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Independent News and Media Limited

By Kim Sengupta in Ilakaka, Madagascar
Published: 03 November 2006

The young woman in a red and green dress clutched a fistful of grubby
notes in one hand. The other clung to her boyfriend, who was leaning
against a fence in mirrored sunglasses and bright blue shirt, with a
Glock pistol stuck into the waistband of his jeans.

Antoinette and Christophe were standing in front of a corrugated tin
shack. On display were glistening blue and pink stones - products of
some of the busiest sapphire mines in the world. Trade was brisk; a sign
on the shack next door proclaimed: "Big boss buys big stones for big
money."

The Indian Ocean island of Madagascar has gained strategic value in
recent years not only because of its geographical positioning in
America's "war on terror", but also its vast untapped deposits of
mineral wealth, some of the richest in the world. Apart from sapphires,
there are rubies, garnets, amethysts, aquamarines and zircons. Precious
stones provide more income than all other industries put together. There
are also other minerals - titanium, aluminium and graphite - as well as
offshore oil.

Yet Madagascar is one of the poorest countries in the world, with 72
per cent of the population living below the poverty line. Lack of clean
water and sanitation remains one of the biggest problems, and the island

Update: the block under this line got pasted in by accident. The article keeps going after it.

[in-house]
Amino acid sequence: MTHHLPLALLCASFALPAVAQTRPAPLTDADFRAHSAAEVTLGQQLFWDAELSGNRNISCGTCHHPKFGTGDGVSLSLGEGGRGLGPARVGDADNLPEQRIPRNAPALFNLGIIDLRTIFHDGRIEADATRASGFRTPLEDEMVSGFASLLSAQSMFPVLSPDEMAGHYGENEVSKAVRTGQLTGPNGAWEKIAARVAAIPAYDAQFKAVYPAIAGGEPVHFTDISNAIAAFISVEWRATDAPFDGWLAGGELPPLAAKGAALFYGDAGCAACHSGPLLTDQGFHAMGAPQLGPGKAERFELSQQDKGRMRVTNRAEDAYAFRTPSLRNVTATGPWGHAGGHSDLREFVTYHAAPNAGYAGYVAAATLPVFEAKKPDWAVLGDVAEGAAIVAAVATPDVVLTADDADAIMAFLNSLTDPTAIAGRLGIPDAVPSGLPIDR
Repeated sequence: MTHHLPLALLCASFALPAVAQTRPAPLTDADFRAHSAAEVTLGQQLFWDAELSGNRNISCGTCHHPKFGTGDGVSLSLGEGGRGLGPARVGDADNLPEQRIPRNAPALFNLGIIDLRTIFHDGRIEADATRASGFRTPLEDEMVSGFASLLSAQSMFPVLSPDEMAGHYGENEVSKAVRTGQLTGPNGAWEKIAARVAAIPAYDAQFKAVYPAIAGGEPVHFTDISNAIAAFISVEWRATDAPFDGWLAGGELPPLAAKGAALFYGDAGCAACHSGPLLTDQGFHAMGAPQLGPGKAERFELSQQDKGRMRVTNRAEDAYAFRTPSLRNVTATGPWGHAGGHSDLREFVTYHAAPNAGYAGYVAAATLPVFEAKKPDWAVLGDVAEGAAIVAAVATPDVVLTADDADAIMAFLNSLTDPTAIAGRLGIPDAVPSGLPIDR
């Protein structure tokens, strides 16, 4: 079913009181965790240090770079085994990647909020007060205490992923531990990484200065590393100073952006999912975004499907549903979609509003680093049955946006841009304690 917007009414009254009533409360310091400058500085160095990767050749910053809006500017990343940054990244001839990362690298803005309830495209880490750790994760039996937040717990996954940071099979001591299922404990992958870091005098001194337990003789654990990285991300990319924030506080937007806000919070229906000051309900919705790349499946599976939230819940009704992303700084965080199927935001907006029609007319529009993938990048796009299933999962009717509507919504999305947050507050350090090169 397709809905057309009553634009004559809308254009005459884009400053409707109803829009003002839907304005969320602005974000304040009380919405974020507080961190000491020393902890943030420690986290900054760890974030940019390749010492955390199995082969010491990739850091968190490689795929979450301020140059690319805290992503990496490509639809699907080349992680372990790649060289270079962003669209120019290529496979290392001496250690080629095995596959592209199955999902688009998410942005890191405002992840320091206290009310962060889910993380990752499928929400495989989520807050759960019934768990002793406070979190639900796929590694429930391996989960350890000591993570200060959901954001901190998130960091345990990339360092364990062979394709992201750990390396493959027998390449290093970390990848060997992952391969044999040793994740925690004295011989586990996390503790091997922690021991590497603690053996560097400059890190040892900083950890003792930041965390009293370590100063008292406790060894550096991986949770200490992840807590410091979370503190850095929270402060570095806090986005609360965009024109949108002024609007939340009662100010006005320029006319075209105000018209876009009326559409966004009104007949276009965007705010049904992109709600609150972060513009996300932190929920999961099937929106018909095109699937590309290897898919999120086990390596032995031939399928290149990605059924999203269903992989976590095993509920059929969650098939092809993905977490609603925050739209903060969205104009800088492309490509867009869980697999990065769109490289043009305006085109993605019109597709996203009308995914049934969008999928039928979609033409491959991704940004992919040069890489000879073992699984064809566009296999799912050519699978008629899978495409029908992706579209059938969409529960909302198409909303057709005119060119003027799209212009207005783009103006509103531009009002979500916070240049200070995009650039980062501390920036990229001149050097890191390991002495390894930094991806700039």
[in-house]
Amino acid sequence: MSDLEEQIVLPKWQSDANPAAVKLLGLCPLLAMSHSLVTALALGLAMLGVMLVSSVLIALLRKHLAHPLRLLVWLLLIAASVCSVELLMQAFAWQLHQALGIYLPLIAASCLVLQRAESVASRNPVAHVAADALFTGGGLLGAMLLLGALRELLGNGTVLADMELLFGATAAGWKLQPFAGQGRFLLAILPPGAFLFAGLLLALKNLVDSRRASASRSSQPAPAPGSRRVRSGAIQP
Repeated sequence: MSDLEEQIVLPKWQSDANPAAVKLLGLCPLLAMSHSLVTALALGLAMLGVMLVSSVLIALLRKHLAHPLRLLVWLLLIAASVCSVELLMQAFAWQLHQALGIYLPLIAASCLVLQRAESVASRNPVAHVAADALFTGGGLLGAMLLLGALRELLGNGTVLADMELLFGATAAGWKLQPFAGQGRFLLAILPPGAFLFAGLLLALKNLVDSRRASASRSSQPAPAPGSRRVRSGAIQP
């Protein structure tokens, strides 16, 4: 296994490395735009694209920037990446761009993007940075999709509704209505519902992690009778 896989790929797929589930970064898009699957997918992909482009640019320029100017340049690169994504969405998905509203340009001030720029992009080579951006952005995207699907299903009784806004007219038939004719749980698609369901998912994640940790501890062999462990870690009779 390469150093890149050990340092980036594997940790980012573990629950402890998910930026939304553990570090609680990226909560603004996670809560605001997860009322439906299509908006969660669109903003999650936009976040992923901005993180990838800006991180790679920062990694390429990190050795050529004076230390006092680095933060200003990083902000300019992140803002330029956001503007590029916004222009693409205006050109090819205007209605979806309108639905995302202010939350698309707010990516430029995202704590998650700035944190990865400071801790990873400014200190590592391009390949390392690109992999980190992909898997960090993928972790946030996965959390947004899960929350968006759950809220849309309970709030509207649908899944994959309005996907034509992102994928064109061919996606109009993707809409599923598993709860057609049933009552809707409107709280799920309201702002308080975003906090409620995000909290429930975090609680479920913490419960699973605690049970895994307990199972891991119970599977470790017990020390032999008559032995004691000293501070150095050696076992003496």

has become a focal point for projects by the international charity,
Water Aid.

Gems and minerals should provide a way out of poverty. But the way the
mining is being carried out, conservationists warn, is causing
irreversible damage to the unique ecosystem which makes Madagascar one
of the world's most biodiverse countries. Decades of deprivation has
wiped out almost 90 per cent of the rainforest, along with it dozens of
species of flora and fauna.

The business-friendly Malagasy government, led by the self-made
millionaire Marc Ravalomanana, has recently given the mining giant Rio
Tinto permission to start work in the region, a move described by the
director of Friends of the Earth, Tony Juniper, as "very sad and very
bad news for the people of Madagascar". The mining town of Ilakaka was,
less than a decade ago, just a dot on the vast expanse of red earth. It
is now the focal point of a mining rush which has turned it into a
latter day Klondike or Ballarat, with a population of 100,000.

The miners are mostly indigenous Malagasy, but dealers have flooded in
from Thailand, Sri Lanka, South Africa, the US, Hong Kong and Europe.
The money has brought with it both guns and crime. People are shot for
the cash-filled briefcases they bring to buy gems, and for the gems they
bring to sell at market. And outsiders have been killed for asking too
many questions.

Tom Cushman, a 52-year-old American, is one of the most prominent names
in the Madagascar gem business. Mr Cushman is involved with a training
programme, started with £17m funding from the World Bank. "There is no
reason why in the future Madagascar should not become a centre for
gemology. The revenues that it gets can be used for all sorts of things,
like the environment."

But for the dispossessed of Madagascar, the damage to the environment
is now a matter of life and death. The country's main canal, the
Pangalene, is clogged with pollution, and a source of disease. Water Aid
is helping to provide fresh water for people living on its shore.

Hamady Rassanirina has seen each of his three children become acutely
ill with stomach ailments. "What is the good of having all these
treasures underground when we have people dying on the ground?" said Mr
Rassanirina. "They say our country is a paradise. Maybe it is, but not
if you are poor."

Additional reporting by Nizar Hakim